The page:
The objective of this research was twofold: first, the performance of the tetrad protocol was compared to that of the triangle test under conditions that could possibly lower its sensitivity, consequently resulting in the loss of its theoretical power advantage. Second, the same samples were compared with a preference test to investigate whether a no difference conclusion obtained with a discrimination test would consistently result in a non-significant preference (consumer relevance).
The investigation involved sensory differences that could be deemed small (d0 values less than 1.0) as well as the comparison of resampling vs. no resampling conditions. 456 consumers performed tests using apple and orange juices for which slight sensory differences were created through dilution. In all conditions, the tetrad always exhibited a greater number of correct answers than the triangle, confirming its greater statistical power. Therefore, it was concluded that even for small sensory differences, and in conditions where sensory fatigue could play a greater role (resampling allowed), the tetrad test sill appears like a good alternative to the triangle. Also, the theoretical increase in performance predicted when allowing sample resampling was confirmed.
For the preference study, the same stimuli were evaluated by 208 subjects. Consumer relevance was defined as a significant result between two products in a preference test (assuming no population segmentation). Such significant preferences were found for three out of the four conditions, including the one with the smallest difference for which a significant result had not been found with either the tetrad or triangle. The non-significant preference in the fourth condition was attributed to segmentation in the population.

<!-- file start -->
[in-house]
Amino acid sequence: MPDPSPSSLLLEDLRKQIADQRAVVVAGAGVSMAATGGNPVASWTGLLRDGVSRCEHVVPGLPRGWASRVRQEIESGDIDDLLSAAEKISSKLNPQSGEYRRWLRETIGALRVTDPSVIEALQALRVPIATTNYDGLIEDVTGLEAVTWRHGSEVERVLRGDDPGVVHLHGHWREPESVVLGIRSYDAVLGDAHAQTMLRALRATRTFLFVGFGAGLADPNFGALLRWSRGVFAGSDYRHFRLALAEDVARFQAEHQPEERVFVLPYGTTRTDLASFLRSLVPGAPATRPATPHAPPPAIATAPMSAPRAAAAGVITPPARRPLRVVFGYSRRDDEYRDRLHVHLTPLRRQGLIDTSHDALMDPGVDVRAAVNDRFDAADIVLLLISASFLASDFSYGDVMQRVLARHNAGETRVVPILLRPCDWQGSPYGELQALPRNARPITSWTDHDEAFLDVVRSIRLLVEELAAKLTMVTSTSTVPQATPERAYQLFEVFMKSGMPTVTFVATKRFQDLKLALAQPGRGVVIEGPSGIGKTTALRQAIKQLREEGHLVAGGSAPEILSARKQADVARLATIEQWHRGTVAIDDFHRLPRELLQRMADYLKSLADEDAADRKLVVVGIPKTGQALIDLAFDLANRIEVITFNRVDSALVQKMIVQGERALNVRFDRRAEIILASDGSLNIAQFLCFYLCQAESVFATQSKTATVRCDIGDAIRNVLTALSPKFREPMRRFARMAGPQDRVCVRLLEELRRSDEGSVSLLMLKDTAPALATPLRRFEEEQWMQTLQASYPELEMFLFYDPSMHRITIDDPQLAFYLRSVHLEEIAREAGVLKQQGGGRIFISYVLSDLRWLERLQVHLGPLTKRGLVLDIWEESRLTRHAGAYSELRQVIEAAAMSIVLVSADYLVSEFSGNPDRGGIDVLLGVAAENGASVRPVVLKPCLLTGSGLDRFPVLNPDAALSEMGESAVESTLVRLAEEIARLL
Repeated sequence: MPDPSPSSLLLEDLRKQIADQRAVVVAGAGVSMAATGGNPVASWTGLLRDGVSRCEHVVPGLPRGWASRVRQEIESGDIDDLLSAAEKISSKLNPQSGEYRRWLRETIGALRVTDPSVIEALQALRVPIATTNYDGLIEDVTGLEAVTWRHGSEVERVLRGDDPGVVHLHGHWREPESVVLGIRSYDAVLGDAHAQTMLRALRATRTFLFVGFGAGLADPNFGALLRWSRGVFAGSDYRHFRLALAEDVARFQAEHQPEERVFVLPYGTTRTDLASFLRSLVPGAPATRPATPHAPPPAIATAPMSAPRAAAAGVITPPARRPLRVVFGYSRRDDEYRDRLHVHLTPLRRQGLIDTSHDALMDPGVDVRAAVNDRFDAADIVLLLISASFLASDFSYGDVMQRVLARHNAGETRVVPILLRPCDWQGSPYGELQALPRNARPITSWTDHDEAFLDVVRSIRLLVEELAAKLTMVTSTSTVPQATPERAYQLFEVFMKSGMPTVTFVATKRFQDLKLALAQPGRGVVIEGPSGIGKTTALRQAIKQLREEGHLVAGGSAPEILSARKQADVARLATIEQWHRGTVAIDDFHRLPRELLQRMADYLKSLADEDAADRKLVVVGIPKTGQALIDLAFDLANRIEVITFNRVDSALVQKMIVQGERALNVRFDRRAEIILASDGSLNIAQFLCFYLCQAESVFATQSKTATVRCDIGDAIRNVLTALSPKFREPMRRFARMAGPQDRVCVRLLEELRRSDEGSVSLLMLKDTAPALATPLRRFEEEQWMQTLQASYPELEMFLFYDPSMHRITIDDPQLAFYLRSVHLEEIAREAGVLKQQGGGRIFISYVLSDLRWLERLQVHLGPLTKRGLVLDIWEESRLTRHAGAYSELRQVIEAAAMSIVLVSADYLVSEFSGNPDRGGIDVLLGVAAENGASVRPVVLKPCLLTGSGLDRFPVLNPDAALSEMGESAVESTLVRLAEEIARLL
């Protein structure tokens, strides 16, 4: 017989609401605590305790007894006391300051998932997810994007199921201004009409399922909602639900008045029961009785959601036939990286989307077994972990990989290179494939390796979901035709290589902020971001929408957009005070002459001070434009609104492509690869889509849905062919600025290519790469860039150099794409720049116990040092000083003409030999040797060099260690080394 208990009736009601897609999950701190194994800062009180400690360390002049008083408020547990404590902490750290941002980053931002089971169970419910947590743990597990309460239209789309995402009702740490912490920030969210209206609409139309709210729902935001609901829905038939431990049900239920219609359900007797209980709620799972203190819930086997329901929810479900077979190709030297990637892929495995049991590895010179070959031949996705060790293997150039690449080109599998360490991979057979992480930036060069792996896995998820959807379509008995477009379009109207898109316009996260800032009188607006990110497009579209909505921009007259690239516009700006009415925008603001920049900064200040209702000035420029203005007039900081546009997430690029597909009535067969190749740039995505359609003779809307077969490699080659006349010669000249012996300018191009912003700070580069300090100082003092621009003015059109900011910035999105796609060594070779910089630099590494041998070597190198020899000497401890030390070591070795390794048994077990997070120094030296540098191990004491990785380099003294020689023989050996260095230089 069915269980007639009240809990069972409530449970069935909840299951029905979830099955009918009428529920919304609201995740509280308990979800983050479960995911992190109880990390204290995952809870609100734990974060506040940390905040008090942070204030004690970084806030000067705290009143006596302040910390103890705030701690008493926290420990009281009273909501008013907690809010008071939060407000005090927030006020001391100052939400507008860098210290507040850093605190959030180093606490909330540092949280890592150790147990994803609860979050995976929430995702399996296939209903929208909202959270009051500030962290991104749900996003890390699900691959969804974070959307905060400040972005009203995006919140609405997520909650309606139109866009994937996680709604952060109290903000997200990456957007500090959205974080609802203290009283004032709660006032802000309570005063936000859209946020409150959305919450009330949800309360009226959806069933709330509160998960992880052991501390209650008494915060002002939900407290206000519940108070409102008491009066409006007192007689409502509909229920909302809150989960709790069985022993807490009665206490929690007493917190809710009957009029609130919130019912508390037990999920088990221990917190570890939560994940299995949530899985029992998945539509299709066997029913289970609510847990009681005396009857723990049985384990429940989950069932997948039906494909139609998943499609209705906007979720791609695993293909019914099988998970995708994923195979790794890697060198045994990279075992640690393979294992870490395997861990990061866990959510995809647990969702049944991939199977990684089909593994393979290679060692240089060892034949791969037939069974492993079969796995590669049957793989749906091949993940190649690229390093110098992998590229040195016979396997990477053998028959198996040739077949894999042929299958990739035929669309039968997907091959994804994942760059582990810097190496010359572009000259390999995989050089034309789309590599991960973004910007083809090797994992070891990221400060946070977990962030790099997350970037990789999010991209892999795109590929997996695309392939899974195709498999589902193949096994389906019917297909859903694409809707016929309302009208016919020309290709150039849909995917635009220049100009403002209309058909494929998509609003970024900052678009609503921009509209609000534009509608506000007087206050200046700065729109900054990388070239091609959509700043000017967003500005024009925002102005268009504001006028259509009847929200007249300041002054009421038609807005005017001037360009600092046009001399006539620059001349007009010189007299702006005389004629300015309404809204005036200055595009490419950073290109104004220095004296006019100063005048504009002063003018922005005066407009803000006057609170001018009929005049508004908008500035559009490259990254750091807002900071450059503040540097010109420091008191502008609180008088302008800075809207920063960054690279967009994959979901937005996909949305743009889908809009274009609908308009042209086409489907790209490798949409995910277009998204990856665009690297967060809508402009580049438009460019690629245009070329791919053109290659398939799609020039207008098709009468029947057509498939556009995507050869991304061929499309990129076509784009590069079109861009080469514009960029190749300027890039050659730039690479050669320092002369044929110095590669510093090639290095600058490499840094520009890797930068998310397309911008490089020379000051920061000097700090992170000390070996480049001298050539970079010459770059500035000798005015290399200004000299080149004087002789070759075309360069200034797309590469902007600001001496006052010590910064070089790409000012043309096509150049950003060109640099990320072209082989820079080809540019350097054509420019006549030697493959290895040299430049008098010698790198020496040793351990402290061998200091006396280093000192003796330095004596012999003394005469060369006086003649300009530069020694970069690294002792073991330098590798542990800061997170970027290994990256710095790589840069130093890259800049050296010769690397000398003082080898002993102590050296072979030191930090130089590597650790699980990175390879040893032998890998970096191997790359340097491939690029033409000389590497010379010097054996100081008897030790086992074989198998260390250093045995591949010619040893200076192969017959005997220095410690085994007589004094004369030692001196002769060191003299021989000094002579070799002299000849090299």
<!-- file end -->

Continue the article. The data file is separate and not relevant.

Therefore, this investigation confirmed further that the tetrad test is a viable alternative to the triangle test, as it exhibits a greater statistical power even in conditions that could potentially affect it negatively. Also, it was shown that a non-significant sensory difference can still result in a significant preference test, outlining the necessity to go beyond the simple use of a ‘more powerful’ discrimination test when making decisions and to define the actual consumer relevance of an underlying sensory difference.
This article appears as:
Ishii, R., O'Mahony, M., and Rousseau, B. (2014). Triangle and tetrad protocols: Small sensory differences, resampling and consumer relevance. Food Quality and Preference, 31, 49-55.
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Triangle and tetrad protocols: Small sensory differences, resampling and consumer relevance
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